Milan authorities have identified ten new Swiss bank accounts suspected of being used illegally by the Italian media group Mediaset, controlled by Silvio Berlusconi.
The Swiss Federal Prosecutor's Office has confirmed information published by several Italian newspapers about the existence of accounts implicating the Italian prime minister.
According to the Italian daily La Repubblica, investigators in Milan have been in contact with their Swiss counterparts to try to track down the people who opened the ten accounts.
An 11th account has been discovered in Liechtenstein, according to the Italian media. The amount of money in the Swiss accounts is not at present known.
Swiss authorities have already blocked 12 other accounts in Switzerland, five belonging to the Egyptian-born cinema producer Farouk Agrama, alleged to be a shadow associate of Berlusconi.
According to another Italian daily, the Corriere della Sera, the five accounts are said to contain SFr140 million ($109.5 million).
This figure has been confirmed by the Federal Prosecutor's Office which says it had ordered "several other accounts to be blocked... in the framework of judicial aid requested by Milan involving sums of money in the range of those indicated in the Italian press".
Swiss justice has not only been responding to requests for judicial cooperation in the Mediaset affair.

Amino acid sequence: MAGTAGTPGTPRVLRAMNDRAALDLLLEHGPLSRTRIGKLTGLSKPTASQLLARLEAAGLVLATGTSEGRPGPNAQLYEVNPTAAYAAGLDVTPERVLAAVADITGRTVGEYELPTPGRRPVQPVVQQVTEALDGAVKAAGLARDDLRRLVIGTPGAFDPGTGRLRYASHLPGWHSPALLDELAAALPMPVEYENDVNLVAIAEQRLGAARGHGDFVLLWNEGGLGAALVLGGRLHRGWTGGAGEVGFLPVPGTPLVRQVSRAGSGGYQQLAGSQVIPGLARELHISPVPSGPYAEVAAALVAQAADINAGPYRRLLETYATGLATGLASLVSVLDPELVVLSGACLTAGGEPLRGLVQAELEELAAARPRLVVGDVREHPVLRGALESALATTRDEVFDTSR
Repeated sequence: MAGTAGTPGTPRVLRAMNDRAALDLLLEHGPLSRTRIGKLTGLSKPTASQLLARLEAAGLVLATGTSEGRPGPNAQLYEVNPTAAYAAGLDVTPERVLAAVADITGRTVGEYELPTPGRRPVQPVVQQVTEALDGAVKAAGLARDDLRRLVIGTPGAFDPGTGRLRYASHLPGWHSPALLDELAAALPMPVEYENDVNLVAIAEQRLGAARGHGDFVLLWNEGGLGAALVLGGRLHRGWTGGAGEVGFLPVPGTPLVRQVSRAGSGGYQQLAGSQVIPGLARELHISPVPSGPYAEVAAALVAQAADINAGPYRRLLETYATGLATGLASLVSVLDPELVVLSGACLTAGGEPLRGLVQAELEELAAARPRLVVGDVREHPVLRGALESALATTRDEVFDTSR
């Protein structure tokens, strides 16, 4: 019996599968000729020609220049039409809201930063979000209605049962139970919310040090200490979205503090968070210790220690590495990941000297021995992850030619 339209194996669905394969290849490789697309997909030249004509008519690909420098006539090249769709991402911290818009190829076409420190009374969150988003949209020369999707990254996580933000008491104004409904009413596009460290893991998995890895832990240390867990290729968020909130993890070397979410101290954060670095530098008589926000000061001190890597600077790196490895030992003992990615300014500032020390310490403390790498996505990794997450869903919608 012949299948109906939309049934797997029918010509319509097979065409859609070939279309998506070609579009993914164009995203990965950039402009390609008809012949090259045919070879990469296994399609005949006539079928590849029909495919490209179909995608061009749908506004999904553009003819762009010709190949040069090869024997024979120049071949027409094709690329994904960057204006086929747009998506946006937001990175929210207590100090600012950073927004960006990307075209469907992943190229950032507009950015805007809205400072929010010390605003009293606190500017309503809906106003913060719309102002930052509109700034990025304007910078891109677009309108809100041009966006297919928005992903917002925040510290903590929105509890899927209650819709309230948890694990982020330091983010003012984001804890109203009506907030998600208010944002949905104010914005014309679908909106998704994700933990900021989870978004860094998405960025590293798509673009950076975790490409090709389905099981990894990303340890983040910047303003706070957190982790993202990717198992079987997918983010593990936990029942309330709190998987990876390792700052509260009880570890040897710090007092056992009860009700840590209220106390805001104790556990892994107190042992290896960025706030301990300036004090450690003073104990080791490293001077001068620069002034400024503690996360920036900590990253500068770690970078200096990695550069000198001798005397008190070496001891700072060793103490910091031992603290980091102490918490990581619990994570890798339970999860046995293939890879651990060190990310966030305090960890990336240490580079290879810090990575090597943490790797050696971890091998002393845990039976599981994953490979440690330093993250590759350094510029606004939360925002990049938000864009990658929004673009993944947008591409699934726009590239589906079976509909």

The Federal Prosecutor's Office said it had opened its own investigation on October 3 into money laundering, which resulted in the blocking of SFr3 million.
Contacted by the Swiss News Agency on Wednesday, the Milan prosecutor Fabio De Pasquale who has been working on the dossier said that since May 2002 almost 20 requests for judicial cooperation had been made to the Swiss authorities.
These requests had almost all been accepted, some with the consent of the parties concerned and others with rulings of the Federal Court in Lausanne.
The Mediaset affair concerns the purchase and sale of television and cinema rights to the United States by the private media group controlled by the Berlusconi family.
These operations, according to Italian judicial authorities, allowed illegal funds to be built up abroad. De Pasquale has put forward a figure of $170 million between 1988 and 1999.
In a statement published on Tuesday evening, Mediaset denied any link with the suspect accounts discovered in Switzerland and Liechtenstein.
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The holding company Fininvest has a 34.3% stake in the media group Mediaset. Fininvest is the holding group of the Berlusconi family and is chaired by Berlusconi's daughter Marina.
Her brother Pier Silvio, is deputy chairman of the Mediaset group.
At the end of October, an Italian court met behind closed doors to decide whether Silvio Berlusconi and 13 others should stand trial for alleged fraud at Mediaset. The proceedings have been adjourned until November 7.